-Interview by Desi D
1. What is your favorite horror trope? And why?
I love to explore the idea of unusual creatures. There are plenty of terrifying cryptids and creatures from religious folklore that are bizarre and intriguing for readers who are tired of sparkly vampires and hunky teenage werewolves. One of the first short stories I published appeared in NOT YOUR AVERAGE MONSTER, VOL. II, edited by Pete Kahle (Bloodshot Books), and featured a carnivorous tree. Japanese folklore is an especially rich vein in this regard. In fact, Asian folklore as a whole has some incredibly horrifying and compelling creatures that are hungering to have their stories told!
2. As a writer, how would you describe your muse? And your process?
My muse has proven to be such a capricious and inattentive bitch; so I am forced to find inspiration elsewhere…usually in strange places: nature documentaries, religious works, historical biographies, etc, all of which I touch on in the introduction to my latest collection, CORPSE HONEY: A BANQUET OF GRUESOME TALES. Chuckle… I think the real trick to finding “inspiration” is tweaking your awareness to notice the fantastic and amazing things that are occurring all around you — the unusual and the unappreciated things. I find a lot of inspiration in nature — particularly in the insect world. Those poor little critters suffer horrors that we can’t imagine! I always find it interesting to extrapolate the savagery and degradation seen in their world and explore how my characters respond to those sorts of predations.
3. What author has been your biggest inspiration to write? And why?
Well, I enjoy reading different authors for different reasons. Of course, I love King’s story telling (just not his endings…ugh! Can I get a witness?); I love Jonathan Carroll’s characters and style; I love William Gibson’s sophistication and subtlety…his use of language is superb; I love Tad Williams and Stephen Donaldson for their world making and sheer imaginative prowess. And I like HP Lovecraft for tone (even if I find his style a bit hard to take at times) and sheer weirdness.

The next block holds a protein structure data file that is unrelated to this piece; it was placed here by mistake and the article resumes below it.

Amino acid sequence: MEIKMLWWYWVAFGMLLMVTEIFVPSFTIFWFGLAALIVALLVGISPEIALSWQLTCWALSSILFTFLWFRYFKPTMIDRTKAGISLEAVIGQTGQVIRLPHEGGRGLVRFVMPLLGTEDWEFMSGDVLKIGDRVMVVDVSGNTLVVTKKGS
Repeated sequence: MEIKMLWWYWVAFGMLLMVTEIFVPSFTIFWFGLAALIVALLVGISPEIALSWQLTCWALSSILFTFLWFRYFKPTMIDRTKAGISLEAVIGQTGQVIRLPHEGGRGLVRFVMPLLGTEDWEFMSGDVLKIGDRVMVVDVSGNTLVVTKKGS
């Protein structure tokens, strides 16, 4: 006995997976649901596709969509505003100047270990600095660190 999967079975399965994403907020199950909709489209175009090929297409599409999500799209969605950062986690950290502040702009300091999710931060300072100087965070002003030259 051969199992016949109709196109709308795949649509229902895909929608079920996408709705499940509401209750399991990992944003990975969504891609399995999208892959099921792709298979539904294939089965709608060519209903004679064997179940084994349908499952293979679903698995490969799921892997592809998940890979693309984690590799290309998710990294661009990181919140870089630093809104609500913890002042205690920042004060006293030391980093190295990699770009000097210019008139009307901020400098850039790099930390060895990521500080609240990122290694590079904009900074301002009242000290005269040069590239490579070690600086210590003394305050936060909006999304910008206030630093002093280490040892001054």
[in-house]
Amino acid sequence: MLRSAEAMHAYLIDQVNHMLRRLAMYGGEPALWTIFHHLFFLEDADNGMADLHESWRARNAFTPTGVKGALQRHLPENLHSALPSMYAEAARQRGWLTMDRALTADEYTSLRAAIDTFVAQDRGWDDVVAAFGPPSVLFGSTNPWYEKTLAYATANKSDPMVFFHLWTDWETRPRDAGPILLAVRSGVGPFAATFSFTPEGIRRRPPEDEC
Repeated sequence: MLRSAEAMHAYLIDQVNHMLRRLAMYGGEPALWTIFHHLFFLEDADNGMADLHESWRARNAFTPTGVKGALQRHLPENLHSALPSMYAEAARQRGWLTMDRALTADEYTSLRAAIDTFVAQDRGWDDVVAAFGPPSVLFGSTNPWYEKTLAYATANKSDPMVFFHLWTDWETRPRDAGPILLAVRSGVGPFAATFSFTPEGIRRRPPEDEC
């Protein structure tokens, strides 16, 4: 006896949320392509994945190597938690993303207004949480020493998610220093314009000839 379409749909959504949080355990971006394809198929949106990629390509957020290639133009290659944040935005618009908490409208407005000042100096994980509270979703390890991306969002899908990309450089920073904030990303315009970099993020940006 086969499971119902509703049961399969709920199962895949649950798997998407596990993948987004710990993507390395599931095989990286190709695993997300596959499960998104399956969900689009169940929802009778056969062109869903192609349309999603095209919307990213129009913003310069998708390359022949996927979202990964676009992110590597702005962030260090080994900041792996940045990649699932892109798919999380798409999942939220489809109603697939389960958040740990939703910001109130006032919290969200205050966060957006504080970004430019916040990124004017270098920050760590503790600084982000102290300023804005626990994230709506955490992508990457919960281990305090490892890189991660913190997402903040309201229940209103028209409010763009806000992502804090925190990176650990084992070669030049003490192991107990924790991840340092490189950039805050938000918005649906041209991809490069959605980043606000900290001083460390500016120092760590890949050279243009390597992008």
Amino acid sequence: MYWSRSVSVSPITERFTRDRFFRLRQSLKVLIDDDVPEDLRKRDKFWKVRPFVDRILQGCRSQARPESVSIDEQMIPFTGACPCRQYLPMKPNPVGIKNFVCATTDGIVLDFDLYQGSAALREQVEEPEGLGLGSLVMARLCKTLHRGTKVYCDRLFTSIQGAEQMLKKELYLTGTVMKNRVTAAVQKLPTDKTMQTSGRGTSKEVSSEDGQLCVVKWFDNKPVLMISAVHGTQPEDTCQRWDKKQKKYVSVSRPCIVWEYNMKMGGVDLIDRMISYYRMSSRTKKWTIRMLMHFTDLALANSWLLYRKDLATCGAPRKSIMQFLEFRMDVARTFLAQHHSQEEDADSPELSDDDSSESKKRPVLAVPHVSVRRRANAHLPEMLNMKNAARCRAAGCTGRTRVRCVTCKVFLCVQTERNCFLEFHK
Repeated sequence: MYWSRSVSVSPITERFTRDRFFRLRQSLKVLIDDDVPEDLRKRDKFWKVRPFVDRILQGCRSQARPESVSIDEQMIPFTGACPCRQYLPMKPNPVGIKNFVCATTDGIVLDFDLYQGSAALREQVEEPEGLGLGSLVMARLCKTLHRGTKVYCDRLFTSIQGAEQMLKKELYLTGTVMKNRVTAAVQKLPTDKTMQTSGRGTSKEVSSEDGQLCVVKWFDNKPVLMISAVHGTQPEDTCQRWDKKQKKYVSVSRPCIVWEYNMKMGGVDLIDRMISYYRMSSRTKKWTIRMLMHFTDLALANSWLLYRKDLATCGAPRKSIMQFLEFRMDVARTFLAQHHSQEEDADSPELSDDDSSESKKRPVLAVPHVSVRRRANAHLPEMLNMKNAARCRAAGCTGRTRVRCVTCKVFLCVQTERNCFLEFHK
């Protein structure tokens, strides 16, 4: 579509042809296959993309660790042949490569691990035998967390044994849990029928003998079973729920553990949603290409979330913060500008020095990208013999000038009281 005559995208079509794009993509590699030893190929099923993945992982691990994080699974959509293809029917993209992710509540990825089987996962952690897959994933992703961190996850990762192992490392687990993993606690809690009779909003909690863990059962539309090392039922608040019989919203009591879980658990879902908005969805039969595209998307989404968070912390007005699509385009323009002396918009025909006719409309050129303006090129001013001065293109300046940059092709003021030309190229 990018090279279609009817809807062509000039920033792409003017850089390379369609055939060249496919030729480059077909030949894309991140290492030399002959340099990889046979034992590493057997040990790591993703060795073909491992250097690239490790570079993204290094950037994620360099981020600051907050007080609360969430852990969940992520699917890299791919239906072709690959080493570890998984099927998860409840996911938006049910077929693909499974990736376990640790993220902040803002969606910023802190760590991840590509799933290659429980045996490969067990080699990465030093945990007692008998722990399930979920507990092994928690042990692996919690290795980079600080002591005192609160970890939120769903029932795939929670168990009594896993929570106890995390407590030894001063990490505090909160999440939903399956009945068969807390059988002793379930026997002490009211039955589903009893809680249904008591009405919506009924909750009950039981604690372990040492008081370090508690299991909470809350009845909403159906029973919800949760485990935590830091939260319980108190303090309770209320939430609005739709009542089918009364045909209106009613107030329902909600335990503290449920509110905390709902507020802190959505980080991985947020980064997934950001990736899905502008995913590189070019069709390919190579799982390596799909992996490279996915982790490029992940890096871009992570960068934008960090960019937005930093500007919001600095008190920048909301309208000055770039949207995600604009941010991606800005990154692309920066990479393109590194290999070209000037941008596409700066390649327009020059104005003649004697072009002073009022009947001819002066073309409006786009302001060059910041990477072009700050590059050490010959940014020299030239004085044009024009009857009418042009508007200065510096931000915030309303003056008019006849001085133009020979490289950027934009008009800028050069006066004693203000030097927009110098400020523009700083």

I think the key to being a decent writer is to read widely and see what resonates with you as a reader. As a writer, you try (with varied success) to reflect those elements that you found appealing in other writer’s work. We are all pieces of the things we love. Or, more prosaically: Our ideas are all part of the same compost heap.
4. What is it about the art of creating short horror stories that excite you? And of course, what is the next story we can look forward to reading from you?
I love the thrill of slipping under a reader’s guard and finding that vulnerable place—somewhere they weren’t expecting it. I like to say that my stories “get in your head.” They linger and burrow into the soft furrows of your brain…and lay eggs there.
I am currently working on a story that takes place in Il Bosco Dei Suicidi, the Forest of Suicides located on the edge of the Abominable Wastes in Dante’s Hell. I am exploring the fate of Dr. Bruce Ivins, the alleged perpetrator of the anthrax mailing that occurred in 2001. The story is called: “…And The Stars Are Different Here…” I am also expanding a couple of my short stories into novellas and publishing those in a collection. I hope to have this completed no later than 2024. You can follow my progress on these and other stories on my website: michaelpicco.com